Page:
80. " The most common age for boys to be taken to labour in the coal-mines of. this district," -states Mr. Fletcher, " is' at seven, eight, or nine. But in the' mountain mines,' or smaller collieries towards the hills, which have only thin strata, varying in thickness from 18 inches to 2 feet, they will go so early as six, five, or even four years of age; ` some are so young they go in their bed-gowns.' One little fellow whom I endeavoured to question could not even articulate, although his father, between whose legs he hid his little black face as he stood before me, answered for him that he was seven years old (J. Fletcher, Esq., Report, § 10 App. Pt. II.,p.821).
81. In this district, examined by Mr. Austin, the youngest age at which Children are stated to be employed in the coal-mines is seven (A. Austin, Esq., Report, 4: App. Pt. II., No. 2,p.787; No. 8,p.790; § 5: No. 1,p.793; No. 5,p.795).
82. One case is recorded in which a Child began to work in the pits in this district between five and six years old, and many state that they began at seven.
John Daly, aged eight years and nine months, says, " I trail with my brother; I've been more than two years" (J. C. Symons, Esq., Evidence, No. 324: App., Pt., I.p.309, l.9). James Sampson,
thirty-four years old, collier, says, " I began at six years old" (ibid. No. 315:p.307, 1.2). John Wynn, No. 323; James Atkinson, No. 328; Jonathan Johnson, 330.
83. The agents and under-ground stewards, however, represent the ages at which Children begin work to be much more advanced.
Mr. Alvan Penrice, colliery-agent for Henry Curwen, Esq., Workington-hall, says, " The children begin as trappers at about nine, as trailers at about twelve years of age" (ibid. No. 317,p.307, l.24). Joseph Sharp, under-steward at the Broughton-moor collieries, near Newport " In the thin pits they go as soon as ten years old, perhaps a few at. nine" (ibid. No. 300,p.303, 1.13). Mr. Dickenson, surgeon, Workington: " Mr. Cunven has given positive orders that no child under ten years of age should go into his pits" (ibid. No. 334,p.310, 1. 65).
84. As the result of his investigations in this district the Sub-Commissioner states, that "the Children do not begin to work in the Cumberland Collieries so early as ill Yorkshire; for the coal-seams are all of a good thickness; in the inland collieries they are at least four or five feet thick, and in the sea-coast ones eight, nine, and ten feet thick. Ten years is a common age for Children to begin to work; and they seldom commence before eight and a half years of age (J. C. Symons, Esq., Report, § 2: App. Pt. I.,p.299). The Evidence collected by Mr. Martin agrees with this statement (App. Pt. I., pp. 876, 881).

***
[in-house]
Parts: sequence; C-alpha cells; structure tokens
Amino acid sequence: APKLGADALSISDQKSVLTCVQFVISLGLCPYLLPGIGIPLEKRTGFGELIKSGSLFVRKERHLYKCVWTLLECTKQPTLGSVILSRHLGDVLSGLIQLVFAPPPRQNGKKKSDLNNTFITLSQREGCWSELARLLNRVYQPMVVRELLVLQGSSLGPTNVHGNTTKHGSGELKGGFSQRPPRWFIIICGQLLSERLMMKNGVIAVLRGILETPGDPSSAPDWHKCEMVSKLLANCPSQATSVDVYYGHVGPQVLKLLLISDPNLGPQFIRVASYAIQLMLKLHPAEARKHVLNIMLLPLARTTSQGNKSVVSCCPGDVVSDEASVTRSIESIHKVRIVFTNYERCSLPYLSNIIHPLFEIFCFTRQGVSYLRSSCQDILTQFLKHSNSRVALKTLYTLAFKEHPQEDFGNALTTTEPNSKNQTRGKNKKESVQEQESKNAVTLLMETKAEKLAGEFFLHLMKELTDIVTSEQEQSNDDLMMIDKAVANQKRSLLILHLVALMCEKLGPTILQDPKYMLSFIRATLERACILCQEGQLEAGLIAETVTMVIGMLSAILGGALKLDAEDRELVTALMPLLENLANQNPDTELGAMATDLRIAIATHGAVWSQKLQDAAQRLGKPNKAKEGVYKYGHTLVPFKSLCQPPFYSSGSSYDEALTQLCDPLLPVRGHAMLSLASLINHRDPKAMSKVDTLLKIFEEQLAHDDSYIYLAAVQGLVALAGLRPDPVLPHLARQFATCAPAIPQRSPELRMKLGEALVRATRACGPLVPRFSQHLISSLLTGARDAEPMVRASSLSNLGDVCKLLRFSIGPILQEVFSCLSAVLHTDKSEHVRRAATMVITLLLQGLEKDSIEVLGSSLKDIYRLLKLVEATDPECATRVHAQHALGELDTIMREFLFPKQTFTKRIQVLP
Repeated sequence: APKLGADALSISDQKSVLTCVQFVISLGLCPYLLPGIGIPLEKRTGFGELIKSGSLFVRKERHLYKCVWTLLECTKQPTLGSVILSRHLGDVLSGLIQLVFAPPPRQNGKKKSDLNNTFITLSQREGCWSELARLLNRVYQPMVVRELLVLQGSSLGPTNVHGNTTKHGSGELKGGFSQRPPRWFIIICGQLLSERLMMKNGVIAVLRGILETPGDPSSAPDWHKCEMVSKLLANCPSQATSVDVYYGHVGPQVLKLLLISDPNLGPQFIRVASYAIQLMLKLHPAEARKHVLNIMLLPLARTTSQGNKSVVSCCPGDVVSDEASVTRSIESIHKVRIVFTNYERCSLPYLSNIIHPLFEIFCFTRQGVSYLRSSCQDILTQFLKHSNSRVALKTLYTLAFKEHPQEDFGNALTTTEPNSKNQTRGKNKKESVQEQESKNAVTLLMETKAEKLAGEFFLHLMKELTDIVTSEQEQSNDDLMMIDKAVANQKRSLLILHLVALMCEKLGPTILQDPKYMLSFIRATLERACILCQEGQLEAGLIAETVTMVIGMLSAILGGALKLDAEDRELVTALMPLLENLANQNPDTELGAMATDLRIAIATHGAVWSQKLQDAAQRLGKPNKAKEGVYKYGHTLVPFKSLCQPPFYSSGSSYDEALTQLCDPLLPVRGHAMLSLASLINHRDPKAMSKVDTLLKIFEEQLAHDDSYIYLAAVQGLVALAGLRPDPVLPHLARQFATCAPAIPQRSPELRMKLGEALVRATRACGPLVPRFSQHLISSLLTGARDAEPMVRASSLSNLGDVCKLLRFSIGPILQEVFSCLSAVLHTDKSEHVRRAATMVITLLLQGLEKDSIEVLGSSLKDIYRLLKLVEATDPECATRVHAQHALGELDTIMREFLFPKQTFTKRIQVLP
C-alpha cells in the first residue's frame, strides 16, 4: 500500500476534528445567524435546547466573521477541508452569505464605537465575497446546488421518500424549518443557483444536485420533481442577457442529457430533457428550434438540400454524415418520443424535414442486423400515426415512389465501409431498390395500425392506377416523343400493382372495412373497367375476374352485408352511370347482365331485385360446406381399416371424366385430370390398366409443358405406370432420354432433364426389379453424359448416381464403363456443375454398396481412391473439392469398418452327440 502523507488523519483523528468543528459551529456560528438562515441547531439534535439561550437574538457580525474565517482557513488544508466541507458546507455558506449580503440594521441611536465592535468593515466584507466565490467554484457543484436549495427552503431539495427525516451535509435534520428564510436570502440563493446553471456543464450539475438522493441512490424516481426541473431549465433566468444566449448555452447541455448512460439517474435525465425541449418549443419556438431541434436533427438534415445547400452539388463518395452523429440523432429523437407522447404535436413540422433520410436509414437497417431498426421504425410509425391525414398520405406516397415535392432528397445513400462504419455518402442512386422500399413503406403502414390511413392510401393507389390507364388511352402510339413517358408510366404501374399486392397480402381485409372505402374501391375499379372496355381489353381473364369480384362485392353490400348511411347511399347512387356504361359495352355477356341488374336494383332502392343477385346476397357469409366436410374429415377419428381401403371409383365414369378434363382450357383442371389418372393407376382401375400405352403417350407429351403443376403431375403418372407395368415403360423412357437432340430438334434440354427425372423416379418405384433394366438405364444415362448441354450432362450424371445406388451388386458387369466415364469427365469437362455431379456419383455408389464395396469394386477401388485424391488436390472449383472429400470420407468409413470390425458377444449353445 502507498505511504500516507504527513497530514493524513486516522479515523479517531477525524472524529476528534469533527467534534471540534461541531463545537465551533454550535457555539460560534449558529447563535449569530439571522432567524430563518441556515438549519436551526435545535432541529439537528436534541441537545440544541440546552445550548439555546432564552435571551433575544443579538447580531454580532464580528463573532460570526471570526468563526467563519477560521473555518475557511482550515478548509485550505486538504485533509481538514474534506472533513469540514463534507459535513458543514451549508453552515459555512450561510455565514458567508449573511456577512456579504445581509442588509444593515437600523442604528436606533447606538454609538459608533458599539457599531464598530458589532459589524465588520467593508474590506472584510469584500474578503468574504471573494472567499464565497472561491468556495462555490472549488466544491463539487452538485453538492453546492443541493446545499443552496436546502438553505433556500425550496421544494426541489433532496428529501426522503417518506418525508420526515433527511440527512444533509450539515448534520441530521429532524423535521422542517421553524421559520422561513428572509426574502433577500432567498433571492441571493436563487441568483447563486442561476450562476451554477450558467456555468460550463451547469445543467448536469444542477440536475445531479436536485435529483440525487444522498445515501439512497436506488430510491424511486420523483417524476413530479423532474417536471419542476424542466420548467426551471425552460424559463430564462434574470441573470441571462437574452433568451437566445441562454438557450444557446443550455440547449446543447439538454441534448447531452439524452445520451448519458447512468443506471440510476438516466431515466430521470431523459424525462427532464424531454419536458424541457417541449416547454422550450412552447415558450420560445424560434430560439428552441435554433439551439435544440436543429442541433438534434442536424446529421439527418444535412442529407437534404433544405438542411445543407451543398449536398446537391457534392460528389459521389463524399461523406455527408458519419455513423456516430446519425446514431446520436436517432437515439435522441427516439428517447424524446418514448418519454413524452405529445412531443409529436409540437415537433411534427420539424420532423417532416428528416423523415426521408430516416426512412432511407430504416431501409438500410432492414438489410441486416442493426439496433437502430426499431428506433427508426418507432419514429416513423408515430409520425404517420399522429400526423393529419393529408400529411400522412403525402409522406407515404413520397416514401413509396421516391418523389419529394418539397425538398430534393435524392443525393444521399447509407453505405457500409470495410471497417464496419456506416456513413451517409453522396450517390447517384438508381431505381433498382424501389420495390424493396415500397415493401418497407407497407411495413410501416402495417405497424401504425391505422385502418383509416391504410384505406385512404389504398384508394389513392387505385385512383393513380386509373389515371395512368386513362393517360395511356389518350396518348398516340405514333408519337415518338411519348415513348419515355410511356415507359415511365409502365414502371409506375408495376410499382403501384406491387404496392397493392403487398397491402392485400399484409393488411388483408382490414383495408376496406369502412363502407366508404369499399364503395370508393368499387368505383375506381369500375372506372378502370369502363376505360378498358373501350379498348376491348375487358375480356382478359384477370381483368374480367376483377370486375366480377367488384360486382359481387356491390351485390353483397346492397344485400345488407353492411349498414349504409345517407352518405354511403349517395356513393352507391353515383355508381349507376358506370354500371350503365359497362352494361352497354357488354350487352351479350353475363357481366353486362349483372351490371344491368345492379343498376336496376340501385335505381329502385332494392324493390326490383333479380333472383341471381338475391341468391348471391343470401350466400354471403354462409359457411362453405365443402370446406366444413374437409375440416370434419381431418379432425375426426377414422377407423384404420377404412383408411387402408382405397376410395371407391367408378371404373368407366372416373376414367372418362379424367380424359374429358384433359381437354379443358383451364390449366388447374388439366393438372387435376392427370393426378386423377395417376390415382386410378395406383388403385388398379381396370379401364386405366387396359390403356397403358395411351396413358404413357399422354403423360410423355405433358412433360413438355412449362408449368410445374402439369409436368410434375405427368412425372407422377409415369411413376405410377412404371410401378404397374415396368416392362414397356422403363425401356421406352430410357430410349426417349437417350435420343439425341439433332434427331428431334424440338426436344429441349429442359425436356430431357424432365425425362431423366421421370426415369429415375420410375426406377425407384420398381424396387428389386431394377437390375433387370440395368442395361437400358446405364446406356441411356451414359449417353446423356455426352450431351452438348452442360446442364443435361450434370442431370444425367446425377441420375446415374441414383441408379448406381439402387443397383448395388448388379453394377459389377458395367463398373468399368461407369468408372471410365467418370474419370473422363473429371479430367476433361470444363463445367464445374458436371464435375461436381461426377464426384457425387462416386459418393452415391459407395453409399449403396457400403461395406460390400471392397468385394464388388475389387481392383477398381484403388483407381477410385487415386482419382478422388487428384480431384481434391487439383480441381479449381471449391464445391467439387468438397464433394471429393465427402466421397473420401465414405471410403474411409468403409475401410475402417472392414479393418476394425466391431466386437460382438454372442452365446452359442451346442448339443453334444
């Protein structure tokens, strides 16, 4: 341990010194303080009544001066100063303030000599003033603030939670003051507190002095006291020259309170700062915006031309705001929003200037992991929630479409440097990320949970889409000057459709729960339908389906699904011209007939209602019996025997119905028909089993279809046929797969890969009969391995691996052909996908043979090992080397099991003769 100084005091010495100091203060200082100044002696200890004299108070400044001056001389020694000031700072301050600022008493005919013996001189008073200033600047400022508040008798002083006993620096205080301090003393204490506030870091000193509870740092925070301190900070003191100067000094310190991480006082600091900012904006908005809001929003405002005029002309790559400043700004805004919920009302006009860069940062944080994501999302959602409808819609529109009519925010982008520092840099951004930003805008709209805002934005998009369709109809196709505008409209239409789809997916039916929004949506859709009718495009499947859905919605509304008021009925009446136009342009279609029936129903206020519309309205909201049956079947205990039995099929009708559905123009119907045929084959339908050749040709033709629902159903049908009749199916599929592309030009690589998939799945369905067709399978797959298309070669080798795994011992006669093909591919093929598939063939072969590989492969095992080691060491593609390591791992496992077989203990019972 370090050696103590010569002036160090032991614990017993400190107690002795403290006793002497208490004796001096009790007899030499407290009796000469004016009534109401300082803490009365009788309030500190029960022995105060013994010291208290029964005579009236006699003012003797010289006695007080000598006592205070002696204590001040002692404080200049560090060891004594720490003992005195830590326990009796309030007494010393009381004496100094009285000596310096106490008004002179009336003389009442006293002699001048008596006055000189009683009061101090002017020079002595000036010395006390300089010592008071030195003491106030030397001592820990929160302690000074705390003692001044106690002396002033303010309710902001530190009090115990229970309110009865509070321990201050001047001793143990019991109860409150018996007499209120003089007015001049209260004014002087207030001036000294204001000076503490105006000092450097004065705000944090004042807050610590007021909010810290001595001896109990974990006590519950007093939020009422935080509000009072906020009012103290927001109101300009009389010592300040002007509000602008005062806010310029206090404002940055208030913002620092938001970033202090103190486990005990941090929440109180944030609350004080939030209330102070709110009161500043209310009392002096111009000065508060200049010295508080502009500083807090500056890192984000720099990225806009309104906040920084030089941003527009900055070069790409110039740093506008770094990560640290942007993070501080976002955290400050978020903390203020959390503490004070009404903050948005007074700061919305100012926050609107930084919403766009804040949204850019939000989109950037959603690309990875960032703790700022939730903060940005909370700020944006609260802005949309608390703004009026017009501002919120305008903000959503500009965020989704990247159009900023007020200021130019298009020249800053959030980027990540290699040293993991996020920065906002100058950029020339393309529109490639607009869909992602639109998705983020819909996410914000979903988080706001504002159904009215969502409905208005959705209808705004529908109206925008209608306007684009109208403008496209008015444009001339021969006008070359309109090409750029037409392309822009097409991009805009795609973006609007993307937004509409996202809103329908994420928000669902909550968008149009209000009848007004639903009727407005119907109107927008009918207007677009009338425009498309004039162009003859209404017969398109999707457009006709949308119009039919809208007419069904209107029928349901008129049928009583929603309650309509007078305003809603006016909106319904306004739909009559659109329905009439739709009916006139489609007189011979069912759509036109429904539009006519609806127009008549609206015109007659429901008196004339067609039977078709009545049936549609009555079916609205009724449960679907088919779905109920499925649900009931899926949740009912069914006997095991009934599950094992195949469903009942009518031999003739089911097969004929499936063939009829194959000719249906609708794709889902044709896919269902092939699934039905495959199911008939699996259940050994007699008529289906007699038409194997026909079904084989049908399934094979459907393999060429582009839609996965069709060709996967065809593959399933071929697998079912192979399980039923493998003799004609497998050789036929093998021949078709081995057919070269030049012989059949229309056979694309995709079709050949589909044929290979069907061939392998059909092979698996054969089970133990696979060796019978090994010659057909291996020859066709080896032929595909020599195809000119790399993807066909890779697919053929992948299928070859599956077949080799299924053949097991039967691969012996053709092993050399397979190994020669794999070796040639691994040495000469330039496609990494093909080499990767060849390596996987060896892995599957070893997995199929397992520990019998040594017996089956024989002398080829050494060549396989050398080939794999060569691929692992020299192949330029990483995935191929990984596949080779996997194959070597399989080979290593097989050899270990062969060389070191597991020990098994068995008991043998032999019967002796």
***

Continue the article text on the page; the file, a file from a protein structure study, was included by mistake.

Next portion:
85. In this district Children are sometimes taken down into the pits as early as five years of age, and by no means uncommonly at six.
Anthony Dowson, examined in the presence of his father, William Dowson, says, "I am eighteen years of age the 13th of this month (April). I went down first into the pit when five years old" (Dr. Mitchell, Evidence, No. 101: App. Pt. L,p.156, l.19).- James Vicars, aged fifteen, says, "I first went down nine years ago, being only six years of age. There are boys of six in the pits" (ibid. No. 100:p.155, 1. 40)_Thomas I,awton, aged twenty-eight, collier, says, " Some boys go down as early as six, which ought not to he allowed. I think children go clown into the pit much too soon. I hope not. to be compelled to take my children under twelve years of age; but necessity compels some men against their inclination" (ibid. No. "2:p.162, 1.33). 86. The returns of the Schedules for 14 collieries in this district, namely, Hetton, North Hetton, South Hetton, East and West Rainton, Pittington, Broomside, Coundon, Tees, Thornley, Sherburn, Great Lumley, Newbottle, Cocken, Painshaw, and St. Helens Auckland, show that out of 235 trappers there are 135 under 10 years of age, and 100 above that age. There is, thereibre, a decided majority under 10 (Dr. Mitcliell, Report, §§ 70, 71: App. Pt. I.,p.125).
87. " Though the very Young Children," adds the Sub-Commissioner, " are not many in proportion, there are still such a number as is painful to contemplate, and which the great coal-owners will perhaps now learn for the first time; and I feel a firm belief that they will do so with sorrow and regret" (ibid. § 48:p.124).
NORTH DURHAM and NORTHUMBERLAND
88. In these districts many Children begin work in the coal-mines at very early ages. One case is recorded in which a Child was taken into 4le,pit at four years alid a Half old; and several at five and between five and six.